CHICAGO – The Dirty Cat Salon is open. Most of the Chicago White Sox know better than to get anywhere near it, for fear that their facial hair might turn out like that of the main proprietor.
It's always something with Nick Swisher, to whom the spotlight gravitates as though magnetized, and his something this year is the goatee that covers the length of his jaw. It looks like Swisher went bobbing for apples in peroxide, and with a few of his other teammates on the whisker bandwagon, Swisher thought it might be fun to start a fake styling place. He calls himself "Dirty Thirty," the marriage of his number and unlaundered uniform, and closer Bobby Jenks is, in Swisher parlance, "Jenksy Cat," so he combined them to the pleasure of everyone searching for the perfect insight into the Tao of Swish.
"We should have T-shirts made," Swisher said Monday night, and surely he was thinking of the "Member of the Dirty Thirty" ones he had fashioned for his new teammates during spring training. It wasn't even a month into Swisher's stay with the White Sox after spending the first three years of his career in Oakland, and he already had taken over the clubhouse with the sheer force of his personality.
Which made Monday so interesting: The A's were in town and, for the first time, witnessed Swisher in another uniform. They're used to it, of course, Jason Giambi and Miguel Tejada and Barry Zito and Mark Mulder and Tim Hudson and Jason Isringhausen and also, this year, Dan Haren all casualties of the economic shell game Oakland must play to stay competitive and solvent.
"Now I am that guy," said Swisher, still only 27.
"It didn't feel, really, any different than any other game. It's not like I had any added aggression. Hey, it was nice to see a bunch of the guys."
Feelings were mutual until Swisher kept getting on base, three times in all,
and nearly a fourth when a potential tying home run suffered an untimely death on the warning track in the eighth inning. The A's held on for a 2-1 victory,
pushing their American League-best record to 9-5
in spite of fielding a roster with only eight players from last season's opening-day roster.
"When you play here, you get used to it," said Oakland catcher Kurt Suzuki,
one of the new breed, and hitting .370.
"I became pretty close with Swish here. He was a great dude, a great teammate. He took care of me when I came up. It's business, though. They make their moves so the team can get better, and sometimes that means getting rid of guys."
With how well the A's have built the organization, it affords them some benefit of the doubt. Still, the surprise this offseason, when the A's traded Swisher and Haren, was palpable – Swisher because he had spent only three seasons in the major leagues and signed a fiscally reasonable long-term extension before the 2007 season, and Haren because he represented Oakland's first second-generation trade, where it flipped someone acquired in an earlier deal (Haren came over in the Mulder swap).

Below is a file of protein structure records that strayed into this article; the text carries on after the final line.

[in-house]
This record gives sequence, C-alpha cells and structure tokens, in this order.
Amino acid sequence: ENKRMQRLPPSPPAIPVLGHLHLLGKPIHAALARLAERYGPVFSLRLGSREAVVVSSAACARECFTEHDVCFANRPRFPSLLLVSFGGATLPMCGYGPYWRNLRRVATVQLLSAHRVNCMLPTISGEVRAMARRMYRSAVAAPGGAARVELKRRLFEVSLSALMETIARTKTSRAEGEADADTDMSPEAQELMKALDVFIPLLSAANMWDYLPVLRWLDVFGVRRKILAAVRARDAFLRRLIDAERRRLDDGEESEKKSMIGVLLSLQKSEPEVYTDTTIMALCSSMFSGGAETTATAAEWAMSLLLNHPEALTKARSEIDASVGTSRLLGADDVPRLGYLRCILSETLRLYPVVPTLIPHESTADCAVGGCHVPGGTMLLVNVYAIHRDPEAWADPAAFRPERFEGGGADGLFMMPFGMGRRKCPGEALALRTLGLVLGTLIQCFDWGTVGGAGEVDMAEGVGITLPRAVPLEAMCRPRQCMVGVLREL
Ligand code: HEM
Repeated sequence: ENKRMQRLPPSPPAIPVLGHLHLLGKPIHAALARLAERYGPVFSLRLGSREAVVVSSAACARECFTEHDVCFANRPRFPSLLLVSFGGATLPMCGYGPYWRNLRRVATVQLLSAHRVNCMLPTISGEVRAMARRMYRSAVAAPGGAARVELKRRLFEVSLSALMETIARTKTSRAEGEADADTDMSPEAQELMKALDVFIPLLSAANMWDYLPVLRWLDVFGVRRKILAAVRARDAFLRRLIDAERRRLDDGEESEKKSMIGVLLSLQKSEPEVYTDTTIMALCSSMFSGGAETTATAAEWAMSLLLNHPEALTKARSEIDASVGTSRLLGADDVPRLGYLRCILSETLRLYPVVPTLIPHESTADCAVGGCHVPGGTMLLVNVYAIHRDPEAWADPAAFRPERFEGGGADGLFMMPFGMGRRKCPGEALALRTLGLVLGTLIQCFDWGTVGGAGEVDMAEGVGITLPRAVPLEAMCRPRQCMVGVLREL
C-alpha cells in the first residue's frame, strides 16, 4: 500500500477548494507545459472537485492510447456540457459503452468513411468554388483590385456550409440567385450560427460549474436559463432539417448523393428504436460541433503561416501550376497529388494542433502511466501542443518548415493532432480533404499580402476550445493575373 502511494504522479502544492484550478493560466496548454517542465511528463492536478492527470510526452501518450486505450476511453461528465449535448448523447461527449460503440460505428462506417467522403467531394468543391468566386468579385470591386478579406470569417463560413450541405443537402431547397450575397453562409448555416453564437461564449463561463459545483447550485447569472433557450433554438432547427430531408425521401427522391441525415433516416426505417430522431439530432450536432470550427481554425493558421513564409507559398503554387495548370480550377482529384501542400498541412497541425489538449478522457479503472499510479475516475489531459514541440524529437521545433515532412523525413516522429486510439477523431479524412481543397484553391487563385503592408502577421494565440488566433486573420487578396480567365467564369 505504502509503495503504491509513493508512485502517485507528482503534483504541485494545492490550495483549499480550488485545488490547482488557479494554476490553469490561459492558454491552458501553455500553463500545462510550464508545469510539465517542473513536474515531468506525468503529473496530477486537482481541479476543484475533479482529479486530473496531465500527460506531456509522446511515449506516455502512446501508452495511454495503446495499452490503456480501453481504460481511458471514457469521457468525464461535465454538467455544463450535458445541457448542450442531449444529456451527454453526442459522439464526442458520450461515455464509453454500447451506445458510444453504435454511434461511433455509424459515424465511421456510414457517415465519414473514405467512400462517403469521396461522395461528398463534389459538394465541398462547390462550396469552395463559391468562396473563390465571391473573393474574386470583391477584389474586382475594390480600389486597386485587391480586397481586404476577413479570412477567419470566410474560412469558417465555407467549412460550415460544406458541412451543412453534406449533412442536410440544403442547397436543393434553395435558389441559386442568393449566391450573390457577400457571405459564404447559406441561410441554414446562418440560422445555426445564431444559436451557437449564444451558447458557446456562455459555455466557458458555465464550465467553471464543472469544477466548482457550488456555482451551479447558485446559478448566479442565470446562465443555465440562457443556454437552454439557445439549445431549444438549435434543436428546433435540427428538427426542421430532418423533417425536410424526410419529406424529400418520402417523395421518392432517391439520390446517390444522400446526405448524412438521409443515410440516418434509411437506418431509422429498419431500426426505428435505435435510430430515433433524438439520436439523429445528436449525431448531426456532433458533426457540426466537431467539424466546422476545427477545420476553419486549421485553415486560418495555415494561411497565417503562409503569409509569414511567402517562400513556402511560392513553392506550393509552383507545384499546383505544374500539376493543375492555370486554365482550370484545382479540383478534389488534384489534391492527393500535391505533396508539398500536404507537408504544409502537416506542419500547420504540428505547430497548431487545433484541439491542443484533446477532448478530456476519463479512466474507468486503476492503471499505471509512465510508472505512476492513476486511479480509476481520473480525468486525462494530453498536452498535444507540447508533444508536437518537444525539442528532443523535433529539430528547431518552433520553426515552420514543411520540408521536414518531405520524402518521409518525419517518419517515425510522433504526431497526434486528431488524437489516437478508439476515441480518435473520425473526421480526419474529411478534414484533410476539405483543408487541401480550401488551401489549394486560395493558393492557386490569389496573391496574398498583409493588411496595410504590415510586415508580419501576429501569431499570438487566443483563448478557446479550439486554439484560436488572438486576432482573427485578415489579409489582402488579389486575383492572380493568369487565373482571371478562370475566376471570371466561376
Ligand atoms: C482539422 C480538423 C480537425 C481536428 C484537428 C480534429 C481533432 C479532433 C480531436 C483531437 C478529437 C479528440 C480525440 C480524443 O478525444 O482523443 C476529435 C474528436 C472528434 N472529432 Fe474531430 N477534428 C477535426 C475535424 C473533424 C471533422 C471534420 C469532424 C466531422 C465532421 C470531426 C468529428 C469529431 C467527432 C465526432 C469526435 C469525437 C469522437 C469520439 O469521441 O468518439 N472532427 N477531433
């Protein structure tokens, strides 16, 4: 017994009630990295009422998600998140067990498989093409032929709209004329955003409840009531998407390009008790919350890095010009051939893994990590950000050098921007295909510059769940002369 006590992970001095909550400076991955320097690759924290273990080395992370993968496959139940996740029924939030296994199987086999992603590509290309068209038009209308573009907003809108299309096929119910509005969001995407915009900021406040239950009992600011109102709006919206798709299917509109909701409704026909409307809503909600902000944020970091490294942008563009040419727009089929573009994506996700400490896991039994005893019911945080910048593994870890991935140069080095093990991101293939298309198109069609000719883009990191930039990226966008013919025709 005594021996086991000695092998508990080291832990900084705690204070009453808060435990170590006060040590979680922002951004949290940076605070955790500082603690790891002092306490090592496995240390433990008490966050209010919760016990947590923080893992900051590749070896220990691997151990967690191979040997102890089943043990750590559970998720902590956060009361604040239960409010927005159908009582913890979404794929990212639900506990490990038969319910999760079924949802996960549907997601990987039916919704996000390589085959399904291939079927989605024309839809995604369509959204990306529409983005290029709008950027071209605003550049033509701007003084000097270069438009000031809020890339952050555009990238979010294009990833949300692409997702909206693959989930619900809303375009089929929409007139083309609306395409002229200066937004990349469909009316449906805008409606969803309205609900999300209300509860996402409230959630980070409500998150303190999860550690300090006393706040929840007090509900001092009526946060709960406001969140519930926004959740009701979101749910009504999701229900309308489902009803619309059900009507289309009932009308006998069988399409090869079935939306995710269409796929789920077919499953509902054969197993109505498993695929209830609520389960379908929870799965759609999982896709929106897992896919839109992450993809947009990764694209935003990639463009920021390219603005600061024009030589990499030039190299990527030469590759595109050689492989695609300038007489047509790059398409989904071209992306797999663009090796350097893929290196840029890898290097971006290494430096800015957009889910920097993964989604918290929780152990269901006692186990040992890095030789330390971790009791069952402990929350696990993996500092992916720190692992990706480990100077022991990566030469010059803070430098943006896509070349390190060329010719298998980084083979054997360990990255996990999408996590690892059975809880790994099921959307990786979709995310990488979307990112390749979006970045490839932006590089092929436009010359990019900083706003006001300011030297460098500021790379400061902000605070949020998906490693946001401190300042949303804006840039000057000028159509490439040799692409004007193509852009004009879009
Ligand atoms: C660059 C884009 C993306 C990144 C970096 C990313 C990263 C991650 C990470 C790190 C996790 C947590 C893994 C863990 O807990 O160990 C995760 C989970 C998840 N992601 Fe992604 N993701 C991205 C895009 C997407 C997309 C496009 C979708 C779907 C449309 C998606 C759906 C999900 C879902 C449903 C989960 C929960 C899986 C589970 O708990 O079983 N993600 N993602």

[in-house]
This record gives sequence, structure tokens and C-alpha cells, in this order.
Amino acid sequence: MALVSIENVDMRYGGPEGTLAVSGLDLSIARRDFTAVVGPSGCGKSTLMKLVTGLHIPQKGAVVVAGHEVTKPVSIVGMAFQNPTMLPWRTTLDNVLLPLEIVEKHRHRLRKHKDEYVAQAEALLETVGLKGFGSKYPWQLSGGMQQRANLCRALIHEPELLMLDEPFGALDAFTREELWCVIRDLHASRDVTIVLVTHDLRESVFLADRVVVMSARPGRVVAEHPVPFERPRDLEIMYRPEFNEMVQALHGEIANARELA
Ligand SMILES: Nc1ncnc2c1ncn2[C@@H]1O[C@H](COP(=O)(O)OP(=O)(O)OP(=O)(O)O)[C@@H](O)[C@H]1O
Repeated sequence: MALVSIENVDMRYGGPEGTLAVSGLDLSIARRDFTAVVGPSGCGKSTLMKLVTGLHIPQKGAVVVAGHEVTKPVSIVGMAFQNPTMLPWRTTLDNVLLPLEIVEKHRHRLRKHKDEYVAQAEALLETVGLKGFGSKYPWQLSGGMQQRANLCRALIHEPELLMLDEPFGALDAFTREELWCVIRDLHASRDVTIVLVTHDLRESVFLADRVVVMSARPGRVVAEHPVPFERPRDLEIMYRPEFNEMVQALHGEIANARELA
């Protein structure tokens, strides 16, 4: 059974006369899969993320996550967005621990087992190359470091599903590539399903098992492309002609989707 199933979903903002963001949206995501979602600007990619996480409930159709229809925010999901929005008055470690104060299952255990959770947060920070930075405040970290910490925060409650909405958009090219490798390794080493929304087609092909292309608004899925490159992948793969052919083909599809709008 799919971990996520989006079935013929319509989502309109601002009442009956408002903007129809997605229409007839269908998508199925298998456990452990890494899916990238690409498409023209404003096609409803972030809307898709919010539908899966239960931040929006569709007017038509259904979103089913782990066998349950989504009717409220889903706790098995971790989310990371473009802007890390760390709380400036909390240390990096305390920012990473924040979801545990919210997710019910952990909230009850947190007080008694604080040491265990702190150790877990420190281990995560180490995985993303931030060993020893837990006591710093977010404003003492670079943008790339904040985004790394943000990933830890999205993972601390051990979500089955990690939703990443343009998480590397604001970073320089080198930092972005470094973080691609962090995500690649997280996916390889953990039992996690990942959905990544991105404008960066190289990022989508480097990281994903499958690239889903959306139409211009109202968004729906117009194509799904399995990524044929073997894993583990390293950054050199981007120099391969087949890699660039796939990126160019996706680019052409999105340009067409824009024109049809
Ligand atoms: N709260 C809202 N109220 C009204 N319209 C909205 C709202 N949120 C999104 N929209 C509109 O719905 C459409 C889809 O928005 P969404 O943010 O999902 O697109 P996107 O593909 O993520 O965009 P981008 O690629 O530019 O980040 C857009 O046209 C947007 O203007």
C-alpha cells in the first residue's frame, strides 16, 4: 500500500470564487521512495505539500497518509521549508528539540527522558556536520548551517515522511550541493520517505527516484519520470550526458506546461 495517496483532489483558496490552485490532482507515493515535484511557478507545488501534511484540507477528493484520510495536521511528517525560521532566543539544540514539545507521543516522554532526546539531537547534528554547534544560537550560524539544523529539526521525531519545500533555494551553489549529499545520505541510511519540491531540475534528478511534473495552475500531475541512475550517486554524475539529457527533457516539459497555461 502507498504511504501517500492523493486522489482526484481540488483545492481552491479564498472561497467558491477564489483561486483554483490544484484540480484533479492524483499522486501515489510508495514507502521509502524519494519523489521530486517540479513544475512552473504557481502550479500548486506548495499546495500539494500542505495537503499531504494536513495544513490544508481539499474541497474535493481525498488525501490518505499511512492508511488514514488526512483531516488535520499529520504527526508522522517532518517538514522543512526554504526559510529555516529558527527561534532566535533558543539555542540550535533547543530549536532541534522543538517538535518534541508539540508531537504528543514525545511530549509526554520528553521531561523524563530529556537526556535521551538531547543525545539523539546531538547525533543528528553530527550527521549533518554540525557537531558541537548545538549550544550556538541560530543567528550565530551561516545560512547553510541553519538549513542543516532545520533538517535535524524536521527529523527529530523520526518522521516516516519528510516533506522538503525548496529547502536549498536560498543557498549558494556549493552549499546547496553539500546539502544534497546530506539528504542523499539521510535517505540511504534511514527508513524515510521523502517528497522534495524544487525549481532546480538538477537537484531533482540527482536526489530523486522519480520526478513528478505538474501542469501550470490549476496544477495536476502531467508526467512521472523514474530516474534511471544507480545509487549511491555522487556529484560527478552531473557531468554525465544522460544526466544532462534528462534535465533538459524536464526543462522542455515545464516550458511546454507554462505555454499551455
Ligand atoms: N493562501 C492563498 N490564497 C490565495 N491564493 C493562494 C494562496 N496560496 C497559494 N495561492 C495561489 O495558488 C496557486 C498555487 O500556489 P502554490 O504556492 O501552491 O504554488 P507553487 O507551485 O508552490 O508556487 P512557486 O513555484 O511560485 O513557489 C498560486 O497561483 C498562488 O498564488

Oakland, more than anything, wants to build for its future, and it's how Swisher ended up here in the first place.
After whiffing on Torii Hunter, Kosuke Fukudome and Aaron Rowand, the White Sox needed a power-hitting center fielder. Swisher’s name surfaced, and general manager Ken Williams sent the A’s his two best prospects, pitchers Gio Gonzalez and Fautino De los Santos, along with outfielder Ryan Sweeney.
Chicago had its center fielder, at least when he trimmed 15 pounds. And it also inherited a new leadoff hitter, seemingly a bizarre position for Swisher, who for his whole life had batted in the middle of lineups and could threaten 40 home runs at hitter-friendly U.S. Cellular Field.
And yet the rationale makes sense: Manager Ozzie Guillen wants to load the top of his lineup with players who get on base, and Swisher walked 100 times
last season and posted an on-base percentage of .381.
This year he's been even better, a .460 on-base percentage and 11 runs
in 12 games.
"When the team gets hot, I think this guy is going to carry this ballclub," Guillen said.
First he's got to get used to the whole leading-off thing, particularly at home, which Swisher still doesn't exactly take well. After the third out in the top of the first, Swisher runs to the bench from center field, which seems like a mile compared to his other position, first base, takes off his hat, places it on the bench with his glove, walks across the dugout, grabs his bat in the tunnel, puts on his helmet, attaches his shin guard, steps into the on-deck circle, smears pine tar on his bat, takes one, two, three swings and steps in.
All within less than two minutes.
"This has been beautiful," Swisher said. "I have no hard feelings at all. I've got a lot of respect for those guys. Hey, they're playing well, we're playing well."
The two-game series concludes this afternoon, and no matter what Swisher says, he wants to beat his former teammates. At least the ones he knows.
"We'll have to get after – what's his name? – Eveland," Swisher said.
He was talking about Dana Eveland, one of the pitchers brought over in the Haren deal, and Swisher called him Eh-vuh-land instead of EVE-e-land. Someone corrected him.
"I don't know anyone anymore," he said.
So goes the life of successful Oakland A's: You almost inevitably end up elsewhere, which, in this instance, is working out quite well for Swisher. Chicago loves him. He loves Chicago. And now, with a salon to run? He isn't going anywhere.